‘We intend to demand extradition of Rodchenkov from US’ – Russian Investigative Committee
The latest development follows the news in September, when the Basmanny District Court of Moscow granted an arrest warrant for Rodchenkov on charges of abusing his authority.
“The investigation gathered enough evidence [showing] that Rodchenkov destroyed the doping tests of athletes in violation of the requirements of the International Standard for Laboratories of the World Anti-Doping Agency, as well as the agency's letters regarding the whereabouts of the samples,” the Investigative Committee said in an official statement published on its website.
“With regards to Rodchenkov, a decision has been made to consider him as a defendant, as he is hiding abroad and declared internationally wanted, and the court has chosen a preventive measure in the form of detention. The investigation intends to demand the extradition of Rodchenkov from the United States,” the statement added.
“The arguments of the independent WADA expert (Richard) McLaren about the substitution of positive doping samples of Russian athletes for negative ones at the Winter Olympics in the Sochi Anti-Doping Laboratory and the existence of a certain state doping program in Russia for the athletes to win the champion medals have been refuted.
“The investigators questioned more than 700 athletes, coaches, medical workers of the Russian national teams living throughout the Russian Federation, employees of the All-Russian Sports Federations, the Center for Sports Training of the Russian National Teams, RUSADA and the Anti-Doping Center. But none of them confirmed the existence of a certain doping program. If there were any violations of the anti-doping rules, they were of a purely individual nature,” the statement read.
The Investigative Committee has also identified another person involved in the Rodchenkov case, Marina Dikunets, the former director of the Anti-Doping Center, who has been “repeatedly contacted” by Rodchenkov.
“It was established that Rodchenkov and the former head of the Doping Control Department, Timofey Sobolevsky, who currently (lives) in the United States and collaborated with Professor McLaren, repeatedly called the former Director of the Anti-Doping Center, Marina Dikunets, and offered on behalf of McLaren and WADA, to pass them a database of primary test results of athletes, in an exchange for a monetary reward, refuge in the US or Canada, of a citizenship of one from these countries,” the Investigative Committee’s statement reads further.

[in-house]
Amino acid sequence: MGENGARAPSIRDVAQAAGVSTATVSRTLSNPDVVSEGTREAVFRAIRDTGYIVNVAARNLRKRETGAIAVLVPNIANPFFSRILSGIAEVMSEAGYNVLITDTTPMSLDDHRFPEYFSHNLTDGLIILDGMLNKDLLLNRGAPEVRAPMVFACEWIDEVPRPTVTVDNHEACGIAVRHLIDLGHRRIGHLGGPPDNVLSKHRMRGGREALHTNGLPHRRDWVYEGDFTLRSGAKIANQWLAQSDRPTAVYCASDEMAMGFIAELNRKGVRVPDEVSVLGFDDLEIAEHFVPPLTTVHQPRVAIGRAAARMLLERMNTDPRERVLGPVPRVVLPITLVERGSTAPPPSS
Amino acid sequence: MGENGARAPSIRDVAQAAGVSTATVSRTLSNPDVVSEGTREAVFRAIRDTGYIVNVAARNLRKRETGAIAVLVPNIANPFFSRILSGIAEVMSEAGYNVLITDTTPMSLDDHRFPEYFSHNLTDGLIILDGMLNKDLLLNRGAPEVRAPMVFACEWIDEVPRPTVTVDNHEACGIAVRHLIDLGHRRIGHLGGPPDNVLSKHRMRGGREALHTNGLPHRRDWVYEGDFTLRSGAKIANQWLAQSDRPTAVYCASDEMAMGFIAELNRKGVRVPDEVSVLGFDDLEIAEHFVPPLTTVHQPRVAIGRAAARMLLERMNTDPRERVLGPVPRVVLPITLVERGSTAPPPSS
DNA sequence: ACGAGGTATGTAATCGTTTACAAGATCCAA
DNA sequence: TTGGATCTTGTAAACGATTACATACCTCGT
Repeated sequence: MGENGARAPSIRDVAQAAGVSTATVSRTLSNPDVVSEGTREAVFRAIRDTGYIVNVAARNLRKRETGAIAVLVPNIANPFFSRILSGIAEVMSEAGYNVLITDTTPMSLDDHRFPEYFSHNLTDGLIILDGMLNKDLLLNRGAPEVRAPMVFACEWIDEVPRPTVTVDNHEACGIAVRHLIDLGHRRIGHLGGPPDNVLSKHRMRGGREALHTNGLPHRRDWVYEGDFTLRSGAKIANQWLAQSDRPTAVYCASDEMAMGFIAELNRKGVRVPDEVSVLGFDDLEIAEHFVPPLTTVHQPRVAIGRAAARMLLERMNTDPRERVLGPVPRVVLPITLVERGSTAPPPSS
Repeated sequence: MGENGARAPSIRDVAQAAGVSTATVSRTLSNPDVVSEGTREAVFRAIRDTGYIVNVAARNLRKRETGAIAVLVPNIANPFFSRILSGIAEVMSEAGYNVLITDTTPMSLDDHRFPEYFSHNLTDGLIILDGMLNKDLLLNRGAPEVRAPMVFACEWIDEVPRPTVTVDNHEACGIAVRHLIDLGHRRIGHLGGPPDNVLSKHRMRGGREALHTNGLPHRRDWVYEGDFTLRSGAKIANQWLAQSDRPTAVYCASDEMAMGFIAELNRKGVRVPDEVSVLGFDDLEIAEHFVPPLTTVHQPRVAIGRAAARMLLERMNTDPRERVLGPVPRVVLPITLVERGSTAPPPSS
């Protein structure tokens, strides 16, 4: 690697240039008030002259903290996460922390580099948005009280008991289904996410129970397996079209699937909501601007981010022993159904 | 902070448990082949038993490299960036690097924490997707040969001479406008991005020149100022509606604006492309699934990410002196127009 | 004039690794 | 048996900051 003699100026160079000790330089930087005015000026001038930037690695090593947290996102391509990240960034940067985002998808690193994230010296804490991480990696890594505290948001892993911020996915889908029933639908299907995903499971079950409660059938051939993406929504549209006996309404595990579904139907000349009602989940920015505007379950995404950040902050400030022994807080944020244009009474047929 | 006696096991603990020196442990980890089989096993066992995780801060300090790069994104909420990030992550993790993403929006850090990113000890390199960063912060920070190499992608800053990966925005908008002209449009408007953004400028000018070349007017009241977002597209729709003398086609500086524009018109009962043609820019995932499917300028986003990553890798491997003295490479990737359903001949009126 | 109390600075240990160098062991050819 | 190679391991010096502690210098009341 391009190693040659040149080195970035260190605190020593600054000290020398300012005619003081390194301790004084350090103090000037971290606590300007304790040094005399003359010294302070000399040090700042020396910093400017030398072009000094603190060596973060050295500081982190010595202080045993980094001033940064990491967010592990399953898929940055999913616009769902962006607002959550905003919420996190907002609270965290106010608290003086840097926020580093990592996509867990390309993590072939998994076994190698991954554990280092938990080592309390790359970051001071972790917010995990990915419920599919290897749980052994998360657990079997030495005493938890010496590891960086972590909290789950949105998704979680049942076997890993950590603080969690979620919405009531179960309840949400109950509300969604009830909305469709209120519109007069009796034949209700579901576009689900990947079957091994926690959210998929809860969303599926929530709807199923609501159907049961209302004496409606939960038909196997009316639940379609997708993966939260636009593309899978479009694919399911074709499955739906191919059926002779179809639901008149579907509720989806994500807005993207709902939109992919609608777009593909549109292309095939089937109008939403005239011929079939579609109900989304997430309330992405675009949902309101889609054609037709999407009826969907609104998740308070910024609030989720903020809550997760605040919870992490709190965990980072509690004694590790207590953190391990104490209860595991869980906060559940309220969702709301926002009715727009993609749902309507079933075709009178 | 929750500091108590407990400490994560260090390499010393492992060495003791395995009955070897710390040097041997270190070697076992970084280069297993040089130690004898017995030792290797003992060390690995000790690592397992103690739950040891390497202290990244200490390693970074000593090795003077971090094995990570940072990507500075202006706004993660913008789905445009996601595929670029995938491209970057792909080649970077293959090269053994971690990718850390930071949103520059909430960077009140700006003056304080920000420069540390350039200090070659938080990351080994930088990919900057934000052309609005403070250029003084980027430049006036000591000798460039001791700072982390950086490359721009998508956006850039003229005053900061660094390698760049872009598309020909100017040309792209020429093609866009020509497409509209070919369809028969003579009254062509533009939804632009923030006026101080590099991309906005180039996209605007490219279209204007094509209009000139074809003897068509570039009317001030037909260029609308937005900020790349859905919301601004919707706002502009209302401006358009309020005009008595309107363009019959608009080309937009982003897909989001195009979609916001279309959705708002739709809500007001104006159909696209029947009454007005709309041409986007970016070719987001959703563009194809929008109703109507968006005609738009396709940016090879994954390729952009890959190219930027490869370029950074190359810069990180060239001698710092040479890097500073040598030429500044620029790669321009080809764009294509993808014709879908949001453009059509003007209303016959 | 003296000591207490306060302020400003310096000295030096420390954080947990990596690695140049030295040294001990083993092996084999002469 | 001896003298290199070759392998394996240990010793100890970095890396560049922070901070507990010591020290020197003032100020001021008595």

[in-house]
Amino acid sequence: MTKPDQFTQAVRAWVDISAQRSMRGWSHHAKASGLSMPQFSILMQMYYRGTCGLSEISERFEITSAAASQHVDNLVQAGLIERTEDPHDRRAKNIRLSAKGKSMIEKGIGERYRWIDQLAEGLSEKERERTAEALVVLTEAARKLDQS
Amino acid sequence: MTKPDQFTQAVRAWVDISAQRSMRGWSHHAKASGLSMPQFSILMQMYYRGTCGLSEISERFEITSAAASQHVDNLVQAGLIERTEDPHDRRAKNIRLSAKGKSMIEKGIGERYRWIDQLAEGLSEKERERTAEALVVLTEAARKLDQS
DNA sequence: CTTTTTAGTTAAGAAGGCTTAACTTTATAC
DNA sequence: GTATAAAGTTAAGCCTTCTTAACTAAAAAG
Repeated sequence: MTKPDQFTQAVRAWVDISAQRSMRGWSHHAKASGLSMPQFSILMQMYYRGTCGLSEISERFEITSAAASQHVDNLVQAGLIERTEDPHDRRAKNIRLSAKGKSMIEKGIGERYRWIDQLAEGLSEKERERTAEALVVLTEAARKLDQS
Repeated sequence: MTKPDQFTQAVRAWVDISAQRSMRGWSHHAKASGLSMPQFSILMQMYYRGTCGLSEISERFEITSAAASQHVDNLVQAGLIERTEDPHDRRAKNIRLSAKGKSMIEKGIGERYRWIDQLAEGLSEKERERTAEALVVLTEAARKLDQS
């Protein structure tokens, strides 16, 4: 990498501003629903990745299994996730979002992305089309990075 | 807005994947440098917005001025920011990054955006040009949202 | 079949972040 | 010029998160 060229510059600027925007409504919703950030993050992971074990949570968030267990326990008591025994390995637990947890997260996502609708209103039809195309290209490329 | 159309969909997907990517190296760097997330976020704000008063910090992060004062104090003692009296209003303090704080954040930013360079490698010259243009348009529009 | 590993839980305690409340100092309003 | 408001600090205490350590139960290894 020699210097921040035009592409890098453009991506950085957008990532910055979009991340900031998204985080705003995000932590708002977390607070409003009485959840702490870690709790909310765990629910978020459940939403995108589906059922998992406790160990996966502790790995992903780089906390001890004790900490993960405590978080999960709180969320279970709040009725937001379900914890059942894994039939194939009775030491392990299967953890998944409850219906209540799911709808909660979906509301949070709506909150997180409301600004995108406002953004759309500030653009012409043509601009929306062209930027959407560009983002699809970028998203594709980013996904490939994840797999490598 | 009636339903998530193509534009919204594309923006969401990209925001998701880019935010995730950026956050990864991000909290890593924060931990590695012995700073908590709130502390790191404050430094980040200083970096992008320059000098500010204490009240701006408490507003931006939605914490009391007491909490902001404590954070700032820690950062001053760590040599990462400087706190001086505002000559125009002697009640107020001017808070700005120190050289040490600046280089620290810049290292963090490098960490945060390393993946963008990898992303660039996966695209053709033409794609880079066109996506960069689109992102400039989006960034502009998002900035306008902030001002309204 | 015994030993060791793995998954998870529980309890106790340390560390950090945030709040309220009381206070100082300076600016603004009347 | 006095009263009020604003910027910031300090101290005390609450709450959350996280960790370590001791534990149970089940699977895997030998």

As a result, Rodchenkov now also faces charges for attempting to obstruct the investigation.
At the end of 2015, Rodchenkov flew from Russia to the United States, where he repeatedly accused his homeland of doping violations, including during the 2014 Sochi Olympic Games, in which he says he played a key role.
Talking to the New York Times in 2016, Rodchenkov said he personally developed a three-drug cocktail of banned substances which he mixed with liqor and then passed on to Russian athletes during the Games.
Anti-doping tests, developed by Rodchenkov, have been reportedly used by the US Anti-Doping Agency (USADA).
His testimony formed the basis for a WADA-sanctioned report by Canadian lawyer Richard McLaren on the question of doping in Russian sport.
Now, just months before the upcoming 2018 Winter Games in Pyeongchang, South Korea, several calls have been made regarding the participation of the Russian team.
In October, the US Olympic Committee CEO, Scott Blackmun, called for action over allegations of Russian doping, saying “it is beyond frustrating” that no action has been taken since the publication of the McLaren report. “The time for action is now,” he said.
“I believe the IOC is pursuing the findings of the McLaren Report, both in earnest and in good faith, and I believe the IOC when they say there will be consequences for the bad actors. But at some point, justice delayed is justice denied, and we are fast approaching that point,” Blackmun said.
Last week, the IOC handed life bans to two Russian skiers, Alexander Legkov and Evgeniy Belov, on the basis of the evidence provided by the Oswald and Schmid Commission into alleged doping by Russian athletes.
The committee banned the athletes from participating in any future Olympics, though it did not specify the kind of doping violations they had allegedly committed. The Olympic governing body also annulled the results that were recorded by the skiers at their home Winter Games in Sochi in 2014, where Legkov won gold in the men’s 50km race and added a silver in the men’s 4x10km relay. Belov was not among the medalists.
However, the IOC president, Thomas Bach, warned last week against premature calls for the disqualification of Russia from the 2018 Pyeongchang Winter Olympics.
He stated that everybody has the right to a “fair and due procedure,” referring to the ongoing Oswald Commission.
“It was very clear, the Olympic Movement considers it unacceptable that some sanctions are being demanded in the public domain,” Bach said, according to the insidethegames.biz website.
The New York Times published an article Monday - 'No Russian Anthem at Olympics? I.O.C. Weighing Possible Penalties,' in which the outlet reported on possible penalties against Russia at the 2018 Olympics, citing “several people with knowledge of the deliberations.”
After the article appeared, RT contacted the IOC for clarification.
“This is all premature speculation before the Oswald and Schmid Commissions have even completed their work and before due process, to which any individual and organization is entitled, has been followed,” reads the official answer from the committee.